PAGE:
As a Property Manager, you have many responsibilities. One that can typically get put on the backburner is your property’s parking lot and walkways. However, if these tasks sit on the backburner for too long, your property could end up being in violation of the American Disabilities Act (ADA). Staying on top of your property’s pavement maintenance and being proactive on ADA Compliance will save you the headaches of potential rush jobs and lawsuits.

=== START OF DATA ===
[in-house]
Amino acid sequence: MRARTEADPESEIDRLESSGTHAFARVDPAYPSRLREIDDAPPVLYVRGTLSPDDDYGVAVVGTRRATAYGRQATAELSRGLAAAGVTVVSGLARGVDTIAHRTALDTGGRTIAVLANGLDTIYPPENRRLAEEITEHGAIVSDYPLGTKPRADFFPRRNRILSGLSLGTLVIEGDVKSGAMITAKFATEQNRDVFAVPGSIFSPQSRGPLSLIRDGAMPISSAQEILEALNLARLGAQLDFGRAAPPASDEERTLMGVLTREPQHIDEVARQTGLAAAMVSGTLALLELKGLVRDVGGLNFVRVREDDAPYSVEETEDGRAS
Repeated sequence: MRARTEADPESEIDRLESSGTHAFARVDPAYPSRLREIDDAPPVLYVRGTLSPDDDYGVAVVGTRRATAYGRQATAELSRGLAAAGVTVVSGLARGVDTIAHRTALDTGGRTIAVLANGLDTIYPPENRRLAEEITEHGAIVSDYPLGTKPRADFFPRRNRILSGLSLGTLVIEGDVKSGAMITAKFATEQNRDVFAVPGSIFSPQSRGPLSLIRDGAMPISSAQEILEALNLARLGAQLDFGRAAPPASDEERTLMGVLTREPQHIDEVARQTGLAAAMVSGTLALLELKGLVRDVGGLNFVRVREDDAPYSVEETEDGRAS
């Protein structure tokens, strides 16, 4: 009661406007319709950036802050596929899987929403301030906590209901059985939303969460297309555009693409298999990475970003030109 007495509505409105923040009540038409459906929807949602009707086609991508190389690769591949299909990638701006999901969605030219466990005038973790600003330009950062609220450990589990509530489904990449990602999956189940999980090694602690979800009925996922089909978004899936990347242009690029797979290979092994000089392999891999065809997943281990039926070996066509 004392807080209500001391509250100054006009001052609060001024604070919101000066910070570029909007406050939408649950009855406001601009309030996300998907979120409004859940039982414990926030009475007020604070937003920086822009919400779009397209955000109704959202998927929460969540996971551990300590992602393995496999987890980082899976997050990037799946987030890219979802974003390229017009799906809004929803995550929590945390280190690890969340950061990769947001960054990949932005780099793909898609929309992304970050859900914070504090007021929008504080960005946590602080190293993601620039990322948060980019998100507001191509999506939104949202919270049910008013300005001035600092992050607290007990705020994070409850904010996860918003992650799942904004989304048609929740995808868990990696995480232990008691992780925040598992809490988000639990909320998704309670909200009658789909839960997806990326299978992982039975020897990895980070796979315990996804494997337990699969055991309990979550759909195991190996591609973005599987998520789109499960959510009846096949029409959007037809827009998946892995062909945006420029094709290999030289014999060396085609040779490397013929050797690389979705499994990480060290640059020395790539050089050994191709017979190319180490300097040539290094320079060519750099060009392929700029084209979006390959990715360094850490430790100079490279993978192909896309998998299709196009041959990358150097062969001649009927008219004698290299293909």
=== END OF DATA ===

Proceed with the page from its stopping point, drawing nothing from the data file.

A recent article from SFGate lays out different ways that the ADA can be interpretted on both the state and national level. Also, different ways that it can be interpretted for renters versus owners. They write: “Generally, the Americans with Disabilities Act requires that areas used by the public meet access needs for the disabled. ADA is meant to make it easier for disabled people to access the same common areas in buildings and other structures the non-disabled can access. States such as California also feature versions of the ADA, and their laws can trump federal law when they’re tougher. State disabilities laws, such as California’s, also address modifications and accommodations for disabled tenants of rental residential properties.”